Editor's message: Bullying and harassment remains a problem in the workplace despite ever-increasing media attention. Organisations should aim to promote a workplace culture where bullying and harassment are unacceptable.
There is an implied term in every contract of employment that an employer will provide a working environment that is reasonably suitable for the employee to perform their contractual duties. Bullying and harassment can create a hostile working environment, which may breach this implied term as well as the implied term of trust and confidence between the employer and employee.
Unlike bullying, harassment is unlawful under the Equality Act 2010 if the harassing behaviour is related to the protected characteristic of sex, gender reassignment, race, disability, age, sexual orientation or religion or belief.
Bullying and harassment in the workplace can erode an employee’s confidence, self-esteem, health and wellbeing. Bullying and harassment can also have a major impact on an organisation, affecting both the performance and the morale of the workforce.
If your organisation does not enforce procedures to identify and deal with bullying and harassment it is unlikely that your workforce will perform to its potential. Your organisation also may have problems with retention, as well as an exposure to legal claims.
In Adenusi v London Underground Ltd, an employment tribunal held that the employee's dismissal for sexual harassment was unfair because the employer did not carry out a reasonable investigation.
Updated to include information on EHRC guidance on pregnancy and maternity during the coronavirus (COVID-19) outbreak.
There are a few avenues available to employees wishing to seek legal redress after being bullied in the workplace, but no specific anti-bullying legislation yet exists. Bina Patel, senior associate in the employment team at law firm Kingsley Napley LLP, explains why such a law would improve access to justice for all.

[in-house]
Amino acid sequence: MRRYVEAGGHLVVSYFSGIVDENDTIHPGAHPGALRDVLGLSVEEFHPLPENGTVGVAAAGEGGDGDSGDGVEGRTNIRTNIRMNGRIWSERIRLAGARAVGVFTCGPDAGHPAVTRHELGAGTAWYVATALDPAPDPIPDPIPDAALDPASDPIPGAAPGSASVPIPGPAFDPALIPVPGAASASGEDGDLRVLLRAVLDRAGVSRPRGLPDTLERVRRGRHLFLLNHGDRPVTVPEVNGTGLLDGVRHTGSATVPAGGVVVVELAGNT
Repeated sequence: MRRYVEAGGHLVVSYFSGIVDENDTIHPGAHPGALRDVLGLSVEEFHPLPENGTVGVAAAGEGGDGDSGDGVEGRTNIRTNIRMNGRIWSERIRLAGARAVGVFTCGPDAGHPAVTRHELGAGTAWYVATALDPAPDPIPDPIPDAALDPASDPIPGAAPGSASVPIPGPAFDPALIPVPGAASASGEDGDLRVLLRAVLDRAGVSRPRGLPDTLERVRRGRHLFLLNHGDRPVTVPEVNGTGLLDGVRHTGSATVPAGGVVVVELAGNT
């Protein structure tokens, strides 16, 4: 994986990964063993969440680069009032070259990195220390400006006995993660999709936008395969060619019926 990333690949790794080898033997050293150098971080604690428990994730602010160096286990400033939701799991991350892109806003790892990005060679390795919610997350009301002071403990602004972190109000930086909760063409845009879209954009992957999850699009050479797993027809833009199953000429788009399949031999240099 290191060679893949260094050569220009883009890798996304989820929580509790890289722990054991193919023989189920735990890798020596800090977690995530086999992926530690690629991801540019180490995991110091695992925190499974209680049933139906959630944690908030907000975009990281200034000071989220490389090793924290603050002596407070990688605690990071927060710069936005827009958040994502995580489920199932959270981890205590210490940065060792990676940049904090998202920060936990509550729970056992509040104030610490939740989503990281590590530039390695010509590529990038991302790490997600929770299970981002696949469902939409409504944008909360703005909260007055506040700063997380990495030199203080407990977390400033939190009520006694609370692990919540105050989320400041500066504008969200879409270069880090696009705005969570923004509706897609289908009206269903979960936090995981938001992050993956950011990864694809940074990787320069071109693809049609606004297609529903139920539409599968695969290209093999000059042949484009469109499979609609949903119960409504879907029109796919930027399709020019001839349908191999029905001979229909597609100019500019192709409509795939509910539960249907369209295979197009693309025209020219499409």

Updated to include information on Walker v Wallem Shipmanagement Ltd and another, in which the EAT considered the territorial scope of the Equality Act 2010 in relation to offshore work.
The Equality and Human Rights Commission has issued new guidance on dealing with sexual harassment at work.
Updated to include information on Bessong v Pennine Care NHS Foundation Trust, in which the EAT considered if an employer can be held liable for third-party harassment under the Equality Act 2010.
In Bessong v Pennine Care NHS Foundation Trust, the Employment Appeal Tribunal (EAT) held that the Equality Act 2010 cannot be interpreted to make an NHS trust vicariously liable for race discrimination for a patient's racially motivated attack on a mental-health nurse.
Updated to include information on Conisbee v Crossley Farms Ltd and others, in which the employment tribunal considered if vegetarianism is a philosophical belief under the Equality Act 2010.
July 2019 saw progress made on an unusual number of proposed employment law changes. The Government published consultations covering workplace sexual harassment, statutory sick pay, family-friendly leave and pay, flexibility in working hours, modern slavery statements, and enforcement of worker rights. It also made announcements on changes to the laws on rehabilitation periods for offenders, settlement agreements, and protection against redundancy during pregnancy and maternity leave.
HR and legal information and guidance relating to bullying and harassment.